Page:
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Eight acre tract at entrance to Track Rock Gap is still for sale

Eight acre tract at entrance to Track Rock Gap is still for sale

In case you are a millionaire or know one.   Here is the chance of a lifetime to build a museum and name it after someone you admire.  The site has plenty of space for parking, which considering that it barely exists otherwise,  would provide income year-round. 

 

 

 

 

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Richard Thornton is a professional architect, city planner, author and museum exhibit designer-builder. He is today considered one of the nation’s leading experts on the Southeastern Indians. However, that was not always the case. While at Georgia Tech Richard was the first winner of the Barrett Fellowship, which enabled him to study Mesoamerican architecture and culture in Mexico under the auspices of the Institutio Nacional de Antropoligia e Historia. Dr. Roman Piňa-Chan, the famous archaeologist and director of the Museo Nacional de Antropologia, was his fellowship coordinator. For decades afterward, he lectured at universities and professional societies around the Southeast on Mesoamerican architecture, while knowing very little about his own Creek heritage. Then he was hired to carry out projects for the Muscogee-Creek Nation in Oklahoma. The rest is history. Richard is the Tribal Historic Preservation Officer for the KVWETV (Coweta) Creek Tribe and a member of the Perdido Bay Creek Tribe. In 2009 he was the architect for Oklahoma’s Trail of Tears Memorial at Council Oak Park in Tulsa. He is the president of the Apalache Foundation, which is sponsoring research into the advanced indigenous societies of the Lower Southeast.

8 Comments

  1. Bellcamp221@yahaoo.com'

    Dang talk about location, location, Location and a fantastic opportunity . But sadly Not in my price range.
    Alright you millionaires out there here’s your chance to help in the understanding and preservation of the Truths that are there.

    Reply
    • With enough money one could make a lot of money at that location.

      Reply
  2. IWG42@HOTMAIL.COM'

    Hey Richard
    When i was at Trackrock earlier this year there had been some grading done on the back part of the property.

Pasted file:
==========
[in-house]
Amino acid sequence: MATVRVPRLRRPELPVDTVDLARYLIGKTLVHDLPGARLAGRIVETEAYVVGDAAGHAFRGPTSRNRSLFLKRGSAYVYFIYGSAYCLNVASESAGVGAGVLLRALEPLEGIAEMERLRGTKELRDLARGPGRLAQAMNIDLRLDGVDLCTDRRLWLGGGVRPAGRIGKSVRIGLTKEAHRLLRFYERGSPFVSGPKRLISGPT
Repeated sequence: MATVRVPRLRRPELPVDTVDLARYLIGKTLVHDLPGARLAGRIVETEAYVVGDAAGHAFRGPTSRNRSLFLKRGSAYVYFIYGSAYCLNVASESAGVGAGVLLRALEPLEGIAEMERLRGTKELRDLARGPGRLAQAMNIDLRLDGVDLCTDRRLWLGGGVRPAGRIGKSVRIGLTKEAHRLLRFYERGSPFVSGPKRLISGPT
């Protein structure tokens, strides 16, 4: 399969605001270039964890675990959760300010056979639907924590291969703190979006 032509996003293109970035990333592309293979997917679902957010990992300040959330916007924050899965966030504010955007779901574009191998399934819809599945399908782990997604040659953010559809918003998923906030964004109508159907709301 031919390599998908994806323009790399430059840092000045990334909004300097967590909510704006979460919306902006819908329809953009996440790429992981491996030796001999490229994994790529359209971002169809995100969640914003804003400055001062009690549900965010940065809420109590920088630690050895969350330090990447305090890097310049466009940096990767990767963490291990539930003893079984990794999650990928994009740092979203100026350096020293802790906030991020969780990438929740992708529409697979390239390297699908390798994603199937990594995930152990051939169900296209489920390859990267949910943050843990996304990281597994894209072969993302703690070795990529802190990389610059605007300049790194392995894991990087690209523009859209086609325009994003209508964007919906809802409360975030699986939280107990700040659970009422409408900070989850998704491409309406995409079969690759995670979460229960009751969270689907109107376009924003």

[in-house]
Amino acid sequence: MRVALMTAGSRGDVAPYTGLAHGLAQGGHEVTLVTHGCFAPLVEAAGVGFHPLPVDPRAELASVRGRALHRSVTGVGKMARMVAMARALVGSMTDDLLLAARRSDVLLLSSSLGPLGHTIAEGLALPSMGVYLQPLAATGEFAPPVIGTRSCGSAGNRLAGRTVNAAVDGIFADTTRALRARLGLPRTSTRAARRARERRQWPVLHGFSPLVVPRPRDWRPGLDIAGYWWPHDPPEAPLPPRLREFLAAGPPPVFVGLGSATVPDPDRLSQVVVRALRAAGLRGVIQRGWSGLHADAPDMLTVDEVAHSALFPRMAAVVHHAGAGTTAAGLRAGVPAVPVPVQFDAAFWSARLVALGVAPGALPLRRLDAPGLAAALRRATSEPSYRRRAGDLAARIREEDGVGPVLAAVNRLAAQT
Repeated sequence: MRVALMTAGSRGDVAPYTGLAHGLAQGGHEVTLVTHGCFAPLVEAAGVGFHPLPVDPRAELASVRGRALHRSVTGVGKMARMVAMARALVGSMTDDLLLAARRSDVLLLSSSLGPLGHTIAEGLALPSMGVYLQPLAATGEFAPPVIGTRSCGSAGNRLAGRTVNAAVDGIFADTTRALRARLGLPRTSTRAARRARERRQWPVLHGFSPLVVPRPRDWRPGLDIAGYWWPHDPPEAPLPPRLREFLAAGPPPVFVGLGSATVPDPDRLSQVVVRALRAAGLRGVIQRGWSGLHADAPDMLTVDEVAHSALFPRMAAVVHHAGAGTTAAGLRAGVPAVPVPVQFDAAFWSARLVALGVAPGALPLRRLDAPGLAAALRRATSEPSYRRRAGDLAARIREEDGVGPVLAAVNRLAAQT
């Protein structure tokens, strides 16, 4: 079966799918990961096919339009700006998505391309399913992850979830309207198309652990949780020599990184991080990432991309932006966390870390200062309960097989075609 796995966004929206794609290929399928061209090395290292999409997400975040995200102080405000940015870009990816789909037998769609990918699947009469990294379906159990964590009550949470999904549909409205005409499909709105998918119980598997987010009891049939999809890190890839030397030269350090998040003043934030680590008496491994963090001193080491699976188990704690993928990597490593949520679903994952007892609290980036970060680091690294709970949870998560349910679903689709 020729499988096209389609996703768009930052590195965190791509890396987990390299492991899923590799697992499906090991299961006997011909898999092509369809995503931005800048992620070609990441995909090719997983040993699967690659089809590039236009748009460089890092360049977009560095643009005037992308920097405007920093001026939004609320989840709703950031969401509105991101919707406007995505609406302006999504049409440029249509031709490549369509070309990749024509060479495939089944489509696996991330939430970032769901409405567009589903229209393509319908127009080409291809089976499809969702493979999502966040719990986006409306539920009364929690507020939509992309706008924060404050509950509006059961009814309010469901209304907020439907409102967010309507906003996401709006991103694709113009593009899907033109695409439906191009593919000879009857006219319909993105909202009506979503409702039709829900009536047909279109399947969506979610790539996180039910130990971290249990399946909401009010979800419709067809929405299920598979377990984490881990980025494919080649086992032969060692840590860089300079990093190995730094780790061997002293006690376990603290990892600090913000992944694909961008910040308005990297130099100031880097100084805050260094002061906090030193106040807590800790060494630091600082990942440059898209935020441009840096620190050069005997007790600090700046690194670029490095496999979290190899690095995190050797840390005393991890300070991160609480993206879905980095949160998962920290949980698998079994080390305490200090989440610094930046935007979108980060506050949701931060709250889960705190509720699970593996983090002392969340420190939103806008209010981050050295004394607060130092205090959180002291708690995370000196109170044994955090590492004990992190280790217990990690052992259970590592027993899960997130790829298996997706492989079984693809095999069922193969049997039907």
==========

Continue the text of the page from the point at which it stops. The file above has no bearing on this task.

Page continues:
The owners may be putting RV or a campground in. Thats just a guess. I put up a comment on POOF after my last trip up there.
    If i won the lottery i would buy this site as soon as the check cleared and build a world class museum, but the feds would not like it.
    Glad you and the dogs are ok.

    Reply
    • Would you believe that exactly two weeks (to the hour) from the last lightning strike, my house got hit again and in the same location? Fortunately, this time I was in the living room, so there was only a little tingling in my feet.

      Reply
      • IWG42@HOTMAIL.COM'

        Two word to you
        LIGHTNING RODS!!!!
        Ben Franklin was right about how they can save lives!
        And make sure your insurance is paid up. Your insurance company may help pay for your computer after a lighting strike.
        Several homes in Atlanta have been hit lately, a couple are complete write offs.
        If you can find rubber matting to put under the desk and dog’s bedding that should help.
        I also think geology has a lot to do with where lightning strikes. If you are right about the volcanic origin of Alec Mountain the whole area may be grounded and have a high metal content. Commercial electricians i know have told me in certain areas they can get a really good earth ground so they can use either a shorter ground rod or fewer rods on large buildings.
        I hope you have a storm free weekend.

        Reply
  3. stratohiker@comcast.net'

    I don’t think the dead Cherokee royals/elders like you Richard 😉

    Reply
    • They never lived around here. Where I live is shown on maps as the Domus Regae Apalache . . . House of the King of the Apalache Creeks. I am Apalache/Itsate Creek + Uchee, not Muskogee. For that matter, the lightning damage inspector said that I was lucky to be alive. LOL

      Reply
  4. markveale@hotmail.com'

    Richard, The “Topiltzin Cē Ācatl Quetzalcōatl Rock track monument” it should be called. He was a Toltec lord (late 800-900 AD) described by then lore of the Aztecs/Mexica as a tall, light skinned man (Togar/Tokar?) who migrated out of Mexico towards the East. It seems to me many ancient Native tall, light skinned, “grey eyed” people ended up in the South and most were enslaved by the 15th century Euro’s…their history has yet to be mentioned in American history books. It was a very multi-skin toned culture in Mexico and the South back then. Thanks for you articles.

    Reply

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